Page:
The situation did not please Western and Japanese investment banks and multinational firms; watching Asia’s consumer market explode, they understandably longed for unfettered access to the region to sell their products. They also wanted the right to buy up the best of the Tigers’ corporations – particularly Korea’s impressive conglomerates like Daewoo, Hyundai, Samsung and LG. In the mid-nineties, under pressure from the IMF and the newly created World Trade Organization, Asian governments agreed to split the difference: they would maintain the laws that protected national firms from foreign ownership and resist pressure to privatize their key state companies, but they would lift barriers to their financial sectors, allowing a surge of paper investing and currency trading.

In 1997, when the flood of hot money suddenly reversed current in Asia, it was a direct result of this kind of speculative investment, which was legalized only because of Western pressure [page 267].
The Asian economic crisis of the late 1990s was the result of greater openness to outside interests. As Korea plummeted into a catastrophic trade deficit, the International Monetary Fund, a body whose ostensible function is to prevent such disasters, stood by and watched while investors rubbed their hands with glee:
Top investment analysts instantly recognized the crisis as the chance to level the remaining barriers protecting Asia’s markets once and for all. [Jay] Pelosky, the Morgan Stanley strategist, was particularly forthright about the logic: if the crisis was left to worsen, all foreign currency would be drained from the region and Asian-owned companies would have either to close down or to sell themselves to Western firms – both beneficial outcomes for Morgan Stanley. “I’d like to see closure of companies and asset sales. … Asset sales are very difficult; typically owners don’t want to sell unless they’re forced to. Therefore, we need more bad news to continue to put the pressure on these corporates to sell their companies” [267]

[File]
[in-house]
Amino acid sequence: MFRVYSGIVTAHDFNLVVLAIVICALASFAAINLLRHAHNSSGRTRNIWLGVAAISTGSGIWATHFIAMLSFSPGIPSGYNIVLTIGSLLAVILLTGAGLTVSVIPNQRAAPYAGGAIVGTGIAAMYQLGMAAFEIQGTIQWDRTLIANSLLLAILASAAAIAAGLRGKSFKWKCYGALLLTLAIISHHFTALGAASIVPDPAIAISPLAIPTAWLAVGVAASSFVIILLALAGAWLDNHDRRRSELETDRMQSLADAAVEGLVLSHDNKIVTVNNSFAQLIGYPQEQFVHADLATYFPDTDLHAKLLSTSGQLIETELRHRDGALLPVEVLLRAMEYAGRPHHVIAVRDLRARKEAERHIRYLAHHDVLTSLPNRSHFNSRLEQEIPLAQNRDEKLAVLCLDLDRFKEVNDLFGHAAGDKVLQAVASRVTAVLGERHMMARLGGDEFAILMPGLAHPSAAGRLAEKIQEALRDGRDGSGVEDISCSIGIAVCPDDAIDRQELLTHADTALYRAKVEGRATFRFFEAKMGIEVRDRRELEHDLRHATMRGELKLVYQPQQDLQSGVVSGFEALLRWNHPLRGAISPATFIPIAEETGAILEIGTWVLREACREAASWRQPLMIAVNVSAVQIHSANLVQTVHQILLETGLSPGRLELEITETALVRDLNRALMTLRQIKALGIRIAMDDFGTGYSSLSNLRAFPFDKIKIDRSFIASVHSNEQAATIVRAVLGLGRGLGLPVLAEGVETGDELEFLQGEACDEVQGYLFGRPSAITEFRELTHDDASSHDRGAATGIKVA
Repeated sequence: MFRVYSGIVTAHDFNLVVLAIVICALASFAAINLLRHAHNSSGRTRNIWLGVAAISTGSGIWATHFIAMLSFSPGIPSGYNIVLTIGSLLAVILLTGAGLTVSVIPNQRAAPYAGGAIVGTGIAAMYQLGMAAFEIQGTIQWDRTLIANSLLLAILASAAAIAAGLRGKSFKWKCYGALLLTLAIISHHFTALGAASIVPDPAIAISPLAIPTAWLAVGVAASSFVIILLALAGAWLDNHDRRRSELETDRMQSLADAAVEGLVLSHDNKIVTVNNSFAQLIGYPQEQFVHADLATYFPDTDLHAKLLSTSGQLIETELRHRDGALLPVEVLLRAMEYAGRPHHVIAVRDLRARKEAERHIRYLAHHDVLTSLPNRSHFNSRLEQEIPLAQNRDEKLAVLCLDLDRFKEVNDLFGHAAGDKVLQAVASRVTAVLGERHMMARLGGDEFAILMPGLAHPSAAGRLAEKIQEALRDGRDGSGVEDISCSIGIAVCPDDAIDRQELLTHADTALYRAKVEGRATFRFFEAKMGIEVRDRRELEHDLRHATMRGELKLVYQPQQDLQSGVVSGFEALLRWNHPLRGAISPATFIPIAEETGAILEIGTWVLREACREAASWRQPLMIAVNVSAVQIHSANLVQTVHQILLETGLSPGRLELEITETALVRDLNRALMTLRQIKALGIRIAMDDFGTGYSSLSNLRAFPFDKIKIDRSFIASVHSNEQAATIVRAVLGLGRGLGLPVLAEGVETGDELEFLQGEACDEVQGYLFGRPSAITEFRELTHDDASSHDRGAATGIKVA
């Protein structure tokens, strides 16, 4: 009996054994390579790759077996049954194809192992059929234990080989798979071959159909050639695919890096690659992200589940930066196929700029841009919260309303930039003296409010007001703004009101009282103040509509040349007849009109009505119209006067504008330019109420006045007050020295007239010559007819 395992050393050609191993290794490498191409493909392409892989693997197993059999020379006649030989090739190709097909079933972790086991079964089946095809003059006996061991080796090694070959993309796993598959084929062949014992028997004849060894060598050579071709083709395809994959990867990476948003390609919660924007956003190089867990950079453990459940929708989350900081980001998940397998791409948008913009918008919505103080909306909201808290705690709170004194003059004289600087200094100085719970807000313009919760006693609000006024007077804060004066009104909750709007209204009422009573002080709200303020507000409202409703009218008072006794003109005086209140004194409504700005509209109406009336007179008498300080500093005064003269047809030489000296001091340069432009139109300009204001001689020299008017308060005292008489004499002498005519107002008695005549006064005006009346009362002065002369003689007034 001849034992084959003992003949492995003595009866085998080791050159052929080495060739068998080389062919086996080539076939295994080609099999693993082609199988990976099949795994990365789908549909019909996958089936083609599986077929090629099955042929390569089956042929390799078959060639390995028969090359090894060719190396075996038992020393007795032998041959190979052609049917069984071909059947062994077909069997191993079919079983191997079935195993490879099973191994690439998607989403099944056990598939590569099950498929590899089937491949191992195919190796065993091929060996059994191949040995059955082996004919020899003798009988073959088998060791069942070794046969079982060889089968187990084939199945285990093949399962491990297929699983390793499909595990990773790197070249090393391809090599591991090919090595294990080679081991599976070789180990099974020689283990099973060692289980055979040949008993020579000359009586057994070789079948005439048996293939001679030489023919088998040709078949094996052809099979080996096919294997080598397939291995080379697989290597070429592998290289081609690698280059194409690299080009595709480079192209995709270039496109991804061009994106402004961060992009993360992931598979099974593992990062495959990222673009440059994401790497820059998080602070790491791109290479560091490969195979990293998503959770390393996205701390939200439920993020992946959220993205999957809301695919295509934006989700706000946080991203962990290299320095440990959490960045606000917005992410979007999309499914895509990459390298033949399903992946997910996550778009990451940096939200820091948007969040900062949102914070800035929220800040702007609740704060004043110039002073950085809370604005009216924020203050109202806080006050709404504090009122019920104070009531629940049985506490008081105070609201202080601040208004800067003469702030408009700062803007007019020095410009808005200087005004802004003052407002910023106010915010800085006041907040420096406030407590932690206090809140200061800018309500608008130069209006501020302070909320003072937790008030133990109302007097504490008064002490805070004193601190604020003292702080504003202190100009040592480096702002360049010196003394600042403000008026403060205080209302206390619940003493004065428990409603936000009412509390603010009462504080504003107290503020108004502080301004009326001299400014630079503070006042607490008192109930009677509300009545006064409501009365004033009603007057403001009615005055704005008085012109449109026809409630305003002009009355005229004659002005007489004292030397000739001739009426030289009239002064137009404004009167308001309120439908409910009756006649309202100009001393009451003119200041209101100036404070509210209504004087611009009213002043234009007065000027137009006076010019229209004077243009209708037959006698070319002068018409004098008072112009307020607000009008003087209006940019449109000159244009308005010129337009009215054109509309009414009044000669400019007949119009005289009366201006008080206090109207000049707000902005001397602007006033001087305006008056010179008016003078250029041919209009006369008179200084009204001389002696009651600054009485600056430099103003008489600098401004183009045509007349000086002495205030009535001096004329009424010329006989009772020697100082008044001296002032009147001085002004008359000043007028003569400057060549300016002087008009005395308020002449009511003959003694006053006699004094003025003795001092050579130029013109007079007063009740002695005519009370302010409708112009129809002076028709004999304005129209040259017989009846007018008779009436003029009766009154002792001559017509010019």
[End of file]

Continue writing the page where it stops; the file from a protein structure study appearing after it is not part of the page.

More bad news duly arrived. When the IMF finally got around to doing something, it imposed harsh conditions on Korea and other countries that needed aid: it required Korea’s banking industry to downsize by 50 percent (later amended to 30 percent), demanded deep governmental budget cuts, and other austerity measures. (According to Klein, the head of the IMF negotiators later admitted that the crisis in Korea was unrelated to government overspending [269], which means that the downsizing wasn't economically necessary.) In addition,
the end of the IMF negotiations coincided with scheduled presidential elections in which two of the candidates were running on anti-IMF platforms. In an extraordinary act of interference with a sovereign nation’s political process, the IMF refused to release the money until it had commitments from all four candidates that they would stick to new rules if they won. With the country effectively held at ransom, the IMF was triumphant: each candidate pledged his support in writing. Never before had the central Chicago School mission to protect economic matters from the reach of democracy been more explicit: you can vote, South Koreans were told, but your vote can have no bearing on the managing and organization of the economy. (The day the deal was signed was instantly dubbed Korea’s “National Humiliation Day” [270].)
This might be forgettable, though not forgivable, if the IMF program had worked – but it didn’t. Instead of recovering, the financial markets panicked anew, and Korea’s economy was pushed even further into the hole. “Korea was losing $1 billion a day and its debt was downgraded to junk bond status” (Klein, 272). Unemployment tripled by 1999, the suicide rate continued to climb, and the number of Koreans identifying as middle-class dropped by nearly half, from 63.7 to 38.4 percent. Nor has the Korean economy recovered to this day: